# Kolmogorov Complexity vs Running Time (Edited)

Let $U$ be a universal Turing Machine. Suppose I have a Kolmogorov incompressible string $s$ of length $n$. Let $A:\{1,...,n\} \to \{0,1\}$ be an algorithm such that $A(i) = s_i$.

I believe that the time it takes for the universal Turing machine to evaluate $A$ on input $i$ should be $\Theta(n)$. I'm not familiar with Kolmogorov complexity, and I wanted to ask if the following intuition is correct

1. An upper bound on the running time of $A$ is $O(n)$, since the description of $A$ can just list the whole string $s$ and return $s_i$ on input $i$. The universal Turing machine on inputs $(A,i)$ simply reads the description of $A$ (Which is $O(n)$ in length) and outputs the $i^{th}$ coordinate (which takes time $\log n$)

2. A lower bound on the running time of $A$ can be proved as follows.

a. The description length of $A$ must be at least $n - log n - c$ for a constant $c > 0$. This is because the program $B$: "Run $A$ on every input from $1$ to $n$" has description length $DL(B) = DL(A) + log(n) + c$ and generates the string $s$. Thus $DL(B) \geq n$ and $DL(A) \geq n- \log(n) - c$.

b. The universal Turing machine $U$ on input $(A,i)$ needs to read both $A$ and $i$, which requires at least $DL(A) + \log n \geq n-c$ operations.

Is this intuition correct? Or am I missing something big about Kolmogorov complexity?

• Looks fine to me at first glance, but the odd thing is that this is "non-uniform": For each $n$ and each incompressible string $s$, there's a different TM $A$. – usul Jan 21 '15 at 20:00

## 1 Answer

It really depends on your computation model. Suppose for example a model which allows random "seek" instructions, say the RAM machine. The algorithm $A$ can just include a description of the string, and on input $i$ you output the $i$th bit of the string. Conceivably, a universal Turing machine (running on a RAM machine) can execute this algorithm in time $O(\log n)$, especially if we engineer it to specifically handle algorithms of this type.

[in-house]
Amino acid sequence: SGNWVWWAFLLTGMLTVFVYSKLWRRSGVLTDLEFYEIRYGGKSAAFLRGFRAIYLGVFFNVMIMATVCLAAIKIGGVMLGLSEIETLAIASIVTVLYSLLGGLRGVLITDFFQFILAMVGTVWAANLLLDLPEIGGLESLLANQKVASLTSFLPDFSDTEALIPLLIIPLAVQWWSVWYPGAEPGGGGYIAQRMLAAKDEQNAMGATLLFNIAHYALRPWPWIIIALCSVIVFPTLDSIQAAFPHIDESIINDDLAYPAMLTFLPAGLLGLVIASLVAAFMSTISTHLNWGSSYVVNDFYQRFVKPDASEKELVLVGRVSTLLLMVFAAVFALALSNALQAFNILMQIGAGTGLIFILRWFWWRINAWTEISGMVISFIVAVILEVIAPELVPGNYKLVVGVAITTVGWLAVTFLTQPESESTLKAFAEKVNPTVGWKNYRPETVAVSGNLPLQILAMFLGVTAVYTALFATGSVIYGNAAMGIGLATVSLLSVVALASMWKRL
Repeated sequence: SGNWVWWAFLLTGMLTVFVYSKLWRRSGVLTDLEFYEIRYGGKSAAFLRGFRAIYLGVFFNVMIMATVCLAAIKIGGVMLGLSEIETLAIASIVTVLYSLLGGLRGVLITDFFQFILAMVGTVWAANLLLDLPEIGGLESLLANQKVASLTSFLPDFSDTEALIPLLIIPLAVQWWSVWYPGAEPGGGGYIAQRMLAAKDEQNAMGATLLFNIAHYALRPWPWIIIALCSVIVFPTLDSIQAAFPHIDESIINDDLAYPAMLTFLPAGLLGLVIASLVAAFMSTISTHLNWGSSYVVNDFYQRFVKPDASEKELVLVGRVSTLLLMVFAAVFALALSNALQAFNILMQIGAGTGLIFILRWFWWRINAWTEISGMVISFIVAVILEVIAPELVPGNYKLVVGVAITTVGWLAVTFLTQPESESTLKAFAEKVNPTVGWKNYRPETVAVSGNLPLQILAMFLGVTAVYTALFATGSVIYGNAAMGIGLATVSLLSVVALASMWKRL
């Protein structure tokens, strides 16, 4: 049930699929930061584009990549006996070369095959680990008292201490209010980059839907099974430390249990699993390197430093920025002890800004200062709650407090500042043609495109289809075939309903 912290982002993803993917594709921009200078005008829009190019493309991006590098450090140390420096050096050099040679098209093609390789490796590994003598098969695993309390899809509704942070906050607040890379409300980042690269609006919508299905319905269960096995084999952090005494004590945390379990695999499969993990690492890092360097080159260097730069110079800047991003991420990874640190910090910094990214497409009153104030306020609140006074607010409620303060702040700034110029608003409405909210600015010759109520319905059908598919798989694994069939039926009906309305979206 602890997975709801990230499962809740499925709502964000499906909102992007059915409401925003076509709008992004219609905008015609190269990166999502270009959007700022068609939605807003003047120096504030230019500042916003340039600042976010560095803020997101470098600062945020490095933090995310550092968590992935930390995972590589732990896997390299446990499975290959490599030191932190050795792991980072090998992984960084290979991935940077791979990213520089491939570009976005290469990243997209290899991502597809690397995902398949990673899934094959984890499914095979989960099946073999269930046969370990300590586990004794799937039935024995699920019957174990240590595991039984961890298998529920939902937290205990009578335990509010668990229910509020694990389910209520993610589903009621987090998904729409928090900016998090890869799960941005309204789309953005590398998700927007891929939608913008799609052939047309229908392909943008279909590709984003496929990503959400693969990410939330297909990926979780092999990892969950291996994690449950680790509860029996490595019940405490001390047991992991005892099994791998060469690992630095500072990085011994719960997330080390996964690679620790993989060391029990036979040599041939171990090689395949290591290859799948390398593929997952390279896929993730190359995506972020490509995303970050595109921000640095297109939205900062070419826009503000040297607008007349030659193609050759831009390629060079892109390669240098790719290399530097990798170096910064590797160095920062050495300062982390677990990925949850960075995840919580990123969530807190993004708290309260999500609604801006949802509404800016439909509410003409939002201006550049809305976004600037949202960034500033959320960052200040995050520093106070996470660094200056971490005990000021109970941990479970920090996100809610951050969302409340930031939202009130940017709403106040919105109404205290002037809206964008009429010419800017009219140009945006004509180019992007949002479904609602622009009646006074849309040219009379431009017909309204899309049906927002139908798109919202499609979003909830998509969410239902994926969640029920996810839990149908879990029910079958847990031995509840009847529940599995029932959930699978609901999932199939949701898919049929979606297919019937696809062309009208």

Any proof that a universal Turing machine (running on an actual Turing machine) requires time $\Theta(n)$ thus needs to appeal specifically to the Turing machine model. In particular, you claim that the universal Turing machine $U$ must read all of $A$ and $i$. But in fact, for any given string $s$ we can construct a universal Turing machine whose programs come in two types: (1) output $s$; (2) everything else. Such a Turing machine can "simulate" $A$ in time $O(\log n)$. The correct claim you should try to prove thus needs to accommodate finitely many exceptions, unless you are fixing a universal Turing machine. (On second thought, it's not clear whether you can pull it off while keeping the string random. Indeed, it seems you won't be able to recognize the program $A$ without reading all of it, which would take time $n$ if the string is Kolmogorov random.)

Even if we fix a universal Turing machine, it's not clear that $A$ necessarily takes time $O(n)$. We can arrange for $A$ to first output $n!$ many zeroes, then erase them and proceed as in your algorithm. Perhaps you meant $A$ to be the one with the lowest time complexity? (say the one minimizing the maximal execution time over all indices)

• Thanks for the answer. As for the Turing Machine definitions, I think that's mostly where I don't trust my intuition. I'm used to programs being constant size and inputs growing asymptotically. Thus, when accounting for the running time of some Turing machine $M$ on input $x$, I never cared about the time it takes to read the program $M$". Am I deviating in some way from the standard model by having $M$ be really large (needing $O(n)$ bits to describe), and accounting for the fact that the universal machine has to read $M$ when analyzing the running time of the algorithm? – Asterix Jan 22 '15 at 19:07
• Not at all, a universal machine is just like any other machine, and it also has to read its input. What I'm pointing out is that you can hard-code a specific string into the universal machine in order to make it easy for the machine to generate it. It's not clear whether you can do it while keeping this string Kolmogorov random, however. – Yuval Filmus Jan 22 '15 at 21:17